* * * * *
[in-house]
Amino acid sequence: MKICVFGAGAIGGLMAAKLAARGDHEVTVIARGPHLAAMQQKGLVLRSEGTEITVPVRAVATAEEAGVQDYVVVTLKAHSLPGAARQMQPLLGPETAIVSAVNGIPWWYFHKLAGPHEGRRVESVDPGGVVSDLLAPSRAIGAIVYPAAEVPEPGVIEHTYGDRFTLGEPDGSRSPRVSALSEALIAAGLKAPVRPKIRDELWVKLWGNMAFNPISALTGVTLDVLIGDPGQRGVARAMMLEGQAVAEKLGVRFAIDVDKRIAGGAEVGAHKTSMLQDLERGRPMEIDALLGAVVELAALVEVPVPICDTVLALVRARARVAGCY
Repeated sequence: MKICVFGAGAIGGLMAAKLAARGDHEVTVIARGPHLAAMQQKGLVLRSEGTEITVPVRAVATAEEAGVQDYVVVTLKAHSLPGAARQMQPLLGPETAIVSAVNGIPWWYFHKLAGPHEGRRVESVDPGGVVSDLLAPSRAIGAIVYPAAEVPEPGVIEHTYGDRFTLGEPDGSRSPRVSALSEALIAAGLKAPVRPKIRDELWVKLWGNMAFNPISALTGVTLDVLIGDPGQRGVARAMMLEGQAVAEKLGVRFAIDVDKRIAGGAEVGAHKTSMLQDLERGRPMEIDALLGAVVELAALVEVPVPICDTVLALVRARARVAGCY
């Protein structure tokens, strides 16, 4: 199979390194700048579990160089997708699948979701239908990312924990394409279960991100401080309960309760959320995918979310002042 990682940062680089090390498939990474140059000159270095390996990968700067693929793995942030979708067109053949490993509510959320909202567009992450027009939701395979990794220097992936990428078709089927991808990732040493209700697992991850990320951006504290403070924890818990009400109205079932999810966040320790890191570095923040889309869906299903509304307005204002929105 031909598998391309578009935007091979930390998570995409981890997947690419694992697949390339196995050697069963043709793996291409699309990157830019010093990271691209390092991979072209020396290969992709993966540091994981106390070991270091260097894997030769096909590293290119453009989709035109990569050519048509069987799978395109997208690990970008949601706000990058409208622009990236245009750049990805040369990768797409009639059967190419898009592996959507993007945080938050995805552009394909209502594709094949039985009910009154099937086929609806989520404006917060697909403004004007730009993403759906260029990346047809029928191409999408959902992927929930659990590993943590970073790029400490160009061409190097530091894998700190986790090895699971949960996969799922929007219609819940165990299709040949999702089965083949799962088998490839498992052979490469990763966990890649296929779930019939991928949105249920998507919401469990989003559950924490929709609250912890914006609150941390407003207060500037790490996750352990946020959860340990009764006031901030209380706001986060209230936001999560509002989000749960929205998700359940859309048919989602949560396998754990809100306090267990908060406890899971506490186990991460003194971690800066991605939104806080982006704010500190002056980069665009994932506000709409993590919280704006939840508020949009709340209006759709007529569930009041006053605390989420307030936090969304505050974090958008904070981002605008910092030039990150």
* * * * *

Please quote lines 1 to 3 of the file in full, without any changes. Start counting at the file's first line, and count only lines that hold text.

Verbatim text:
[in-house]
Amino acid sequence: MKICVFGAGAIGGLMAAKLAARGDHEVTVIARGPHLAAMQQKGLVLRSEGTEITVPVRAVATAEEAGVQDYVVVTLKAHSLPGAARQMQPLLGPETAIVSAVNGIPWWYFHKLAGPHEGRRVESVDPGGVVSDLLAPSRAIGAIVYPAAEVPEPGVIEHTYGDRFTLGEPDGSRSPRVSALSEALIAAGLKAPVRPKIRDELWVKLWGNMAFNPISALTGVTLDVLIGDPGQRGVARAMMLEGQAVAEKLGVRFAIDVDKRIAGGAEVGAHKTSMLQDLERGRPMEIDALLGAVVELAALVEVPVPICDTVLALVRARARVAGCY
Repeated sequence: MKICVFGAGAIGGLMAAKLAARGDHEVTVIARGPHLAAMQQKGLVLRSEGTEITVPVRAVATAEEAGVQDYVVVTLKAHSLPGAARQMQPLLGPETAIVSAVNGIPWWYFHKLAGPHEGRRVESVDPGGVVSDLLAPSRAIGAIVYPAAEVPEPGVIEHTYGDRFTLGEPDGSRSPRVSALSEALIAAGLKAPVRPKIRDELWVKLWGNMAFNPISALTGVTLDVLIGDPGQRGVARAMMLEGQAVAEKLGVRFAIDVDKRIAGGAEVGAHKTSMLQDLERGRPMEIDALLGAVVELAALVEVPVPICDTVLALVRARARVAGCY